It’s Thursday, September 1, and a major Christian organization says the Bible calls for climate action.

A new report published this week by the National Association of Evangelicals, or NAE — a group representing more than 45,000 local churches and millions of congregants — highlights the increasing prevalence of wildfires, heat waves, drought, and other disasters and calls for urgent action to address human-induced climate change. The planet is “increasingly stressed by our activities,” it says, and could be healed with greater care.

The report makes the case for climate action from a theological perspective, citing scripture that demands “stewardship” of God’s creation and care for the poor and oppressed — as in, those most vulnerable to the effects of global warming. The report urges Christians to take individual steps to mitigate greenhouse gas emissions — like by investing in companies that prioritize decarbonization — while also advocating for government and corporate action.

Although the NAE acknowledged the reality of climate change in a 2011 report, surveys suggest that evangelicals are still less likely than other denominations to believe it’s a major issue or that it’s linked to human activity. In a poll conducted in 2020, only 57 percent of white evangelicals said they were worried about climate change, compared to 69 percent of white mainline Protestants, 77 percent of white Catholics, and 87 percent of Black Protestants.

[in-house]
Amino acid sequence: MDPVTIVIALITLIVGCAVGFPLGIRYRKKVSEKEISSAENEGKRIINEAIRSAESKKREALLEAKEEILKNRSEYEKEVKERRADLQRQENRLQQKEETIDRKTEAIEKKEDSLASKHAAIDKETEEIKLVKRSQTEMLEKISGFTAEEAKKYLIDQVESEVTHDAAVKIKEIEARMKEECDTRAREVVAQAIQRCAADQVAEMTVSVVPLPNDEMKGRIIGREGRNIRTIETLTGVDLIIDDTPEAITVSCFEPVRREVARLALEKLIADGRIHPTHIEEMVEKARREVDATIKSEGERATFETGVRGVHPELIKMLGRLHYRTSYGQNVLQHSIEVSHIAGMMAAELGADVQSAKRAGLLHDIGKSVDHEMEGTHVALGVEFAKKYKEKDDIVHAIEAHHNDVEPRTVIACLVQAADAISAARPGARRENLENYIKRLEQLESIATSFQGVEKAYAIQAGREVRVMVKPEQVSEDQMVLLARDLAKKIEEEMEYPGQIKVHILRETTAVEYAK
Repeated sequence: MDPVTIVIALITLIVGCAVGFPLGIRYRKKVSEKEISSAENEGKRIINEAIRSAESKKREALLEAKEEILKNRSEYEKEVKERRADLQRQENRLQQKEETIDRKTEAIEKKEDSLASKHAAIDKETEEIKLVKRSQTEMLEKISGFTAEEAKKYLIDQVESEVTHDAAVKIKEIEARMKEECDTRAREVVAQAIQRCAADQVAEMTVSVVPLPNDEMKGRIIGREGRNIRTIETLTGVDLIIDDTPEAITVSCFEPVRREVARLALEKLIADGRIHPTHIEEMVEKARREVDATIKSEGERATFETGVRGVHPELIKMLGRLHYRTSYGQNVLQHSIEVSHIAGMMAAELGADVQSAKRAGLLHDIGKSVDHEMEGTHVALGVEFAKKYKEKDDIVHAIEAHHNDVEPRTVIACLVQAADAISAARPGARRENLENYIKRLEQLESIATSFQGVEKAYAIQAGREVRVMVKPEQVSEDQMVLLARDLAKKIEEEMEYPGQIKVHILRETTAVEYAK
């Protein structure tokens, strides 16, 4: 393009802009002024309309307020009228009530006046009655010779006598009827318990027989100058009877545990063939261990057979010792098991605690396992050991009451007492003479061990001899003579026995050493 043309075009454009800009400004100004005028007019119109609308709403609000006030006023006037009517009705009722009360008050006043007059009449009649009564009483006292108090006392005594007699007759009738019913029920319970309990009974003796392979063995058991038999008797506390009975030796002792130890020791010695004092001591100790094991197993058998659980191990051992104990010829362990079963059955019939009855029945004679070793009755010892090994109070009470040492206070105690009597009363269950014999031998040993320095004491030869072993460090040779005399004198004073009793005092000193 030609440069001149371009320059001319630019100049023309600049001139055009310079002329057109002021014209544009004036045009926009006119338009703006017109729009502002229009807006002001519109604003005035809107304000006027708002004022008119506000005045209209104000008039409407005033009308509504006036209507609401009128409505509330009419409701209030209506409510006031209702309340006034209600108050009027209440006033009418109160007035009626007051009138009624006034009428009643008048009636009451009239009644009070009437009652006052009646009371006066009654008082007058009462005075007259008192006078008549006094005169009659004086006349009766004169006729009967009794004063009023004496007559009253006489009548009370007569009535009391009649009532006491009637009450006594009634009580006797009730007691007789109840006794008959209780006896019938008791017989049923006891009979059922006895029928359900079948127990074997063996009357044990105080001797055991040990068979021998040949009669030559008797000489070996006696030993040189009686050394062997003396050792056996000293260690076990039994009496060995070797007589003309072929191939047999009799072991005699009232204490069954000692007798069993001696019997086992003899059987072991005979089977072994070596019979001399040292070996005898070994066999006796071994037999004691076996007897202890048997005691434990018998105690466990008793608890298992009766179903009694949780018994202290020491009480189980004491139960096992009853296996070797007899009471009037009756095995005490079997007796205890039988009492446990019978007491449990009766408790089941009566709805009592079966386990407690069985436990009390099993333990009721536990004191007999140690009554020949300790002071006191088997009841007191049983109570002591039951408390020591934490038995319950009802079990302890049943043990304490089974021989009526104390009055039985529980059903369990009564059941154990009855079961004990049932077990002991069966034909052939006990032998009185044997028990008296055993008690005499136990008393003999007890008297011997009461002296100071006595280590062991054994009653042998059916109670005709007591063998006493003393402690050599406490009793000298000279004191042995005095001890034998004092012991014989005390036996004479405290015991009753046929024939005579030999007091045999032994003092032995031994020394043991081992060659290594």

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The NAE’s latest report lays out the science of climate change in detail, urging evangelicals to trust reputable researchers and organizations, rather than “angry people who call others names or refer to conspiracy theories.”

Dorothy Boorse, a biology professor at Gordon College in Massachusetts and the report’s main author, acknowledged the difficulty of getting more evangelicals on board with climate action. But by drawing connections between the climate crisis and more familiar problems like pollution and poverty, she said, faith leaders can meet people where they are, tapping into their innate desire to care for others.

Boorse hopes her approach will lead to a more welcoming conversation on climate action. ”Nobody changes their mind because they were scorned,” she told me. “If anybody is going to change their mind it is because they feel included, and that is my fundamental goal.”

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